Coaching your own child in sports
Mike Kendall believes that daughter Cassidy's first basketball coach is much better than her brother Joey's first coach. That guy, Mike Kendall says, had a lot to learn.
Kendall ought to know. He's that guy.
Kendall freely admits that he made one of the biggest -- and most common -- mistakes committed by a parent in becoming a coach for his or her child's sports team. He was tougher, by far, on his son than on any of the boy's teammates.
"I expected perfection," says Kendall, a northeast Tacoma resident. "I would get on my son hard during practice and games. Finally, my wife said, 'Hey, there's going to be a point where he isn't going to want to play.' I had to find a balance, and it took me a long time."
Kendall started coaching Joey, now 11, in the first grade. Two years ago, he began coaching Cassidy, now 8. "I learned my lesson the hard way through Joey because I'm a lot more patient and try to treat my daughter like the rest of the kids," he says.
Parents who coach sports perform a valuable service: Most sports leagues wouldn't exist if parents didn't volunteer. "Often they become a sports coach by necessity," says Frank Smoll, Ph.D., a University of Washington professor of psychology who specializes in youth sports.
Yet there's more to the experience than meeting a need, Smoll says. Coaching sports enables parents to solidify the parent-child bond, cultivate a shared interest and shape the development of their child in positive ways, he says.
Bellevue mom Laine Seeley coaches her 8-year-old son, Henry Robert, in baseball and basketball and 6-year-old daughter, Kathryn Robert, in basketball. "It is so rewarding... and for the age they are, I have the skills to help them," she says.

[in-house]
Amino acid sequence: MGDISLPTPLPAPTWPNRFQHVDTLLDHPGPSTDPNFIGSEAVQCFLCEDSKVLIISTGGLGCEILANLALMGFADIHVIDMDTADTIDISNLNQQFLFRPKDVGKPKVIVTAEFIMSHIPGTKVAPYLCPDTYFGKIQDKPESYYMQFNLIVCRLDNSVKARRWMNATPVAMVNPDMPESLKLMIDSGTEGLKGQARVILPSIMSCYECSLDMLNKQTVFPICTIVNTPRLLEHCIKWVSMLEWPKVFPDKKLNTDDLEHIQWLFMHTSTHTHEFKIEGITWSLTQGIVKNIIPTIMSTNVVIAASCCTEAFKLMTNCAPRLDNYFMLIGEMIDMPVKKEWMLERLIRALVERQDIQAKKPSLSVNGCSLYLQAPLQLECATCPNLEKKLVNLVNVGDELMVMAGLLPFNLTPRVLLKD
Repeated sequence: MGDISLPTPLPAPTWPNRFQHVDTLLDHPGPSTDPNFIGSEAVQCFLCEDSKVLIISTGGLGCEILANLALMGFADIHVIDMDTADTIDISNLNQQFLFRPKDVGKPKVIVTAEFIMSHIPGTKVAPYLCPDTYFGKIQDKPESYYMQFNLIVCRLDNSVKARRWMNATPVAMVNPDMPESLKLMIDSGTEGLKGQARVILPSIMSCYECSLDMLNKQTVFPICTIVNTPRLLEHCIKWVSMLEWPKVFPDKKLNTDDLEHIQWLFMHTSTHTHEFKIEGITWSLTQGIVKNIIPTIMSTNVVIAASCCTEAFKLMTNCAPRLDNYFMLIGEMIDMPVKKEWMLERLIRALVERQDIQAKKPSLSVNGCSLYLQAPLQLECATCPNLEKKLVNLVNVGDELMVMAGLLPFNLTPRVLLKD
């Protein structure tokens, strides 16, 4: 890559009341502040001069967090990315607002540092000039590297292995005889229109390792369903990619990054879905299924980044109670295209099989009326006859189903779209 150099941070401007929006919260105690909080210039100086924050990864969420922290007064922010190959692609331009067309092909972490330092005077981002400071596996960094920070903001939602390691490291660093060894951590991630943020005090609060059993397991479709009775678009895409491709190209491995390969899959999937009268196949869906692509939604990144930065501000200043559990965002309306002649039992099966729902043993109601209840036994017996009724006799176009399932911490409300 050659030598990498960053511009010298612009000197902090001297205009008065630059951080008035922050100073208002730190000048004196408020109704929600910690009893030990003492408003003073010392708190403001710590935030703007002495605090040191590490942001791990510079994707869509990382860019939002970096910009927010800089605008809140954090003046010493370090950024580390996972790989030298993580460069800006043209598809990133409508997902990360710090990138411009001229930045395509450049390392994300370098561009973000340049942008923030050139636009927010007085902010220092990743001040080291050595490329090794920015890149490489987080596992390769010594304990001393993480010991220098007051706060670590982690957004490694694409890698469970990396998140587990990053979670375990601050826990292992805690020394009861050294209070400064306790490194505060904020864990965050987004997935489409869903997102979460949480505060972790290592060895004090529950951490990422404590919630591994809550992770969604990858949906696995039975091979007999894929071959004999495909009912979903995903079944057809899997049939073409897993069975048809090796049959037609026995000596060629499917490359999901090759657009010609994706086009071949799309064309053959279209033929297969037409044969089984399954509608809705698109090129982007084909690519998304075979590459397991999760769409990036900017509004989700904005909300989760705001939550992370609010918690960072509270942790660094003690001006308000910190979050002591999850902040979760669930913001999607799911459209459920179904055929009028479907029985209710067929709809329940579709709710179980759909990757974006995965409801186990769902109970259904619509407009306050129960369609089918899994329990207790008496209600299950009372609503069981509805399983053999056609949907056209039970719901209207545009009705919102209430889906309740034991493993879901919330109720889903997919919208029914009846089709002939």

Requisite coaching skills come in two categories -- knowing the game and knowing how to teach it. An increasing number of youth sports organizations are requiring their coaches to attend workshops, but it's not to learn about sport technicalities like zone defense. Instead, the lesson is how to provide a positive and productive coaching experience, Smoll says.
"You don't measure the quality of a youth coach by his or her win-loss record," Smoll says. "You measure them by the type of experience they're providing for youngsters on a developmental basis."
Smoll and fellow UW psychology professor Ronald Smith, Ph.D., are the co-authors of two books, Sports and Your Child: Developing Champions in Sports and in Life and Coaches Who Never Lose: Making Sure Athletes Win, No Matter What the Score.
"Just because you're a good parent doesn't mean you're going to be a good coach/parent," Smoll says. "It's different. You have to be prepared."
Preparation makes sense for any coach, but it is especially important if you will be coaching your own child on the sports team. "You have to set the stage and ask them how they feel about you being the coach," Smoll says. If a child is dead set against it, the parent should reconsider coaching and perhaps take a lesser role as a sports team manager or scorekeeper.